Children see the wall as being like a prison that separates them from friends and family. It makes it harder or impossible for them to lead a "normal" life—to reach their schools, to play and to mix normally. The culture of violence, in which children grow up, pervades schools. Children and teachers report increasing levels of violence. In the Save the Children's latest report there are many comments from children. A typical comment came from a Palestinian child, who said:

"One day when we were in school taking exams, there was a curfew and when the (Israeli) army went into the school our hearts beat fast and we were scared. They threw tear gas but thank God we survived".

Another child described the wall as,

"a snake that spreads its poison".

Another child made a request to Prime Minister Blair and Britain—to us—by saying:

"I request to move this wall far from our school because it causes danger and fear. I really hope this comes true and thank you".

I am sure too that Israeli children echo the call for peace, security and normality.

Oxfam has argued:

"The humanitarian situation [in the region] is already bad and will not improve without a political solution that guarantees protection and justice for all the citizens of the region".

In its view the British Government should play an important part as they are,

"an important donor in the region, an influential member of the EU, and a key partner of the US in the Middle East. It is therefore well placed to use its influence in order to bring about such a solution".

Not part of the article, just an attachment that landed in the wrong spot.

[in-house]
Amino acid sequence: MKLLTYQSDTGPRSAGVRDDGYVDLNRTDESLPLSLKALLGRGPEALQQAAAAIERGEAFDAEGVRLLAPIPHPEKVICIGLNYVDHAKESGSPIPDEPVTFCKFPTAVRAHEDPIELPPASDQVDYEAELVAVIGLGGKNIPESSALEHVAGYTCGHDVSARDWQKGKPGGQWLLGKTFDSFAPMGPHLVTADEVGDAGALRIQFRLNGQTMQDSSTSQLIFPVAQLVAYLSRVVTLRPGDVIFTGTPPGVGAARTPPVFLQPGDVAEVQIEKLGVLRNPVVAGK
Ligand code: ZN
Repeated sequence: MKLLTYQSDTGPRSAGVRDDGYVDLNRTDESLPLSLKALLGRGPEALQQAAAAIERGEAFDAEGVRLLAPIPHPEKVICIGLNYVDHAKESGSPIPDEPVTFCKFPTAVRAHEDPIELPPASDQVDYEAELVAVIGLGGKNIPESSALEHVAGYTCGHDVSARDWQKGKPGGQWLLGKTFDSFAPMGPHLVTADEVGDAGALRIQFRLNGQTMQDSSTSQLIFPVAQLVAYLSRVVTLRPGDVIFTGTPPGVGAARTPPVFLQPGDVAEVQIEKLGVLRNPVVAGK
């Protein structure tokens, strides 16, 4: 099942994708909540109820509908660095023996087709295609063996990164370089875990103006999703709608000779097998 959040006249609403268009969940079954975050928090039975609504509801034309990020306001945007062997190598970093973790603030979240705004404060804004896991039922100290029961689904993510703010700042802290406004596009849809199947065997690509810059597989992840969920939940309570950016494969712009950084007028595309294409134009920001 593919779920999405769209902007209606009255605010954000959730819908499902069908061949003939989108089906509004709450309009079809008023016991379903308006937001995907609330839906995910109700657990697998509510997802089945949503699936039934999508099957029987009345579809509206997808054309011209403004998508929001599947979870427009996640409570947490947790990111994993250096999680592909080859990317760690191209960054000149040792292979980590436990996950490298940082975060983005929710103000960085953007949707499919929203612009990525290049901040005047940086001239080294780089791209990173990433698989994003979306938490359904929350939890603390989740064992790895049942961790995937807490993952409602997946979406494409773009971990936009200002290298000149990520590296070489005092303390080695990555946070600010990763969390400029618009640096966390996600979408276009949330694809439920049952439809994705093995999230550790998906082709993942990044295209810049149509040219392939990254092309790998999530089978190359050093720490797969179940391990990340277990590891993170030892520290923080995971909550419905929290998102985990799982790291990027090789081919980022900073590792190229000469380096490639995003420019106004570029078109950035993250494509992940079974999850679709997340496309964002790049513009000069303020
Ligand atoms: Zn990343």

Will the noble Baroness tell me what hopes they have that Israel could, for example, be persuaded to change the route of the wall? Are they encouraged by any reasonable voices coming from Palestine? And, what discussions are the UK having with the US over Sharon's visit to the United States?

The Israeli Government reject the notion that as an occupying power they have responsibilities under the Geneva Convention. Our Government have urged them to change that view. Is there any possibility that they might? Should we not do what we can to ensure that international human rights monitors, including child protection monitors, are deployed in the occupied Palestinian territories?

It has been said that the US will take no action against Israel prior to the presidential elections. Whatever the results of that election, neither Mr Bush nor Mr Kerry seem to have a commitment for taking any action thereafter. It is most depressing to read that. Surely, therefore, the EU has a role to play.

Ariel Sharon negotiated trade agreements with the EU earlier this year. Surely, they should be suspended pending action on Israel's part to try to implement the road map for peace, to which the EU is a signatory? The EU has, after all, tried to put pressure on the Palestinians to abandon terrorism. Will the noble Baroness tell me whether there are discussions with our EU partners to suspend these upcoming trade agreements?

We agree with the Government that a two-state solution is the only route to peace. There are those in Israel who think likewise. The Peace Now group in Israel has done brave work in trying to bring peace to the region. It is encouraging to see that there is a newly established Peace Now group in the UK, which is also arguing for such a two-state solution. It has sister branches in France and Italy and has plans to establish such an organisation in the United States. We wish it well.

Surely, it is in the interests of all in the Middle East to advance solutions that seek justice for both sides in this long and intractable conflict before it is too late.